COAL CONCERNS: Activists are asking for further tests to determine whether water from Abbot Point which spilled into an adjacent wetlands was polluted. Right is Abbot Point before the flood. Left during the flood.
COAL CONCERNS: Activists are asking for further tests to determine whether water from Abbot Point which spilled into an adjacent wetlands was polluted. Right is Abbot Point before the flood. Left during the flood. Queensland Government

REVEALED: Investigation launched into Adani port release

THE State Government has begun investigating the release of polluted water into the Caley Valley wetlands from Adani's neighbouring Abbot Point coal port, near Bowen.

Environmentalists claim the release showed Adani did not have the capacity to operate in sensitive environments, but the State Government said the port appeared to be operating within licensed limits.

The Department of Environment and Heritage Protection said it became aware last week of the satellite imagery which appears to show sediment-laden water flowing from the Abbott Point coal terminal settlement ponds into the Caley Valley wetland.

It said sites such as Abbott Point Coal Terminal were allowed to release water of suitable quality under certain conditions of their environmental authority and they can apply for a temporary emissions licence.

It said Abbot Point was granted a temporary emissions licence during Tropical Cyclone Debbie which allowed for a temporary increase in the release limits for total suspended solids.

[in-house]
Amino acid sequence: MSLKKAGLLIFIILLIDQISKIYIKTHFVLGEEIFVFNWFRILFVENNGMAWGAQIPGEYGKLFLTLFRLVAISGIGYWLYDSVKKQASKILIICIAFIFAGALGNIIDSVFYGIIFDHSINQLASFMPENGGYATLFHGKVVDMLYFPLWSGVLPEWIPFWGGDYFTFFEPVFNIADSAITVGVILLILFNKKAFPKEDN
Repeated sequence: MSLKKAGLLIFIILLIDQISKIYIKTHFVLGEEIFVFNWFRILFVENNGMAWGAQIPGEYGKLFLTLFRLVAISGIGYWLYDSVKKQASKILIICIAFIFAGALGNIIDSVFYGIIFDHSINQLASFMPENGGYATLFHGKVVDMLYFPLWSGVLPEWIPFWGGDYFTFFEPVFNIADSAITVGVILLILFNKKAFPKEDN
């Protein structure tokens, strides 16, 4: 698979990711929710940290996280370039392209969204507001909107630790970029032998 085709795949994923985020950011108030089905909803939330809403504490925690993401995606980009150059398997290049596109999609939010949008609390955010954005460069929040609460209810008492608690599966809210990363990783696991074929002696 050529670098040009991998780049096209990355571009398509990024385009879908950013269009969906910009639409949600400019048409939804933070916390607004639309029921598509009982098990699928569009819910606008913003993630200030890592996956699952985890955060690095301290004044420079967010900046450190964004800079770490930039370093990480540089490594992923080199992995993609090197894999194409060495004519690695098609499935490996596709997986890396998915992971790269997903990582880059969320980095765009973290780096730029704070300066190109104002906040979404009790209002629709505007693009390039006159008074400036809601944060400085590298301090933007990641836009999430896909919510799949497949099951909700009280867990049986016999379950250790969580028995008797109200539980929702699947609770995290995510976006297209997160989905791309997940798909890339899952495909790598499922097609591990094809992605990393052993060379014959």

"Initial monitoring results indicate releases to Caley Valley Wetland were in accordance with the temporary emission licence conditions,'' the department said.

"EHP's investigation is continuing, including accessing historical satellite imagery to compare wetland colour and depth fluctuations.''

The Mackay Conservation Group said it was dismayed by the spill in 5000 hectare wetlands that were home to more 40,000 shorebirds during the wet season.

"These images show the lack of capacity Adani has to operate in a sensitive environment," said Mackay Conservation Group co-ordinator, Peter McCallum.

"It's obvious that Adani doesn't know how to manage its existing facilities in a way that will protect the wetlands, or perhaps the company just doesn't care.

"Nobody should be able to get away with causing harm as terrible as this without facing severe penalties."

"We have no confidence that Adani will be able to manage the environmental impacts of the port expansion or any other aspect of its massive coal mining operation."

"This is further evidence of Adani's poor environmental record. Australia can't risk allowing them to set up business here."



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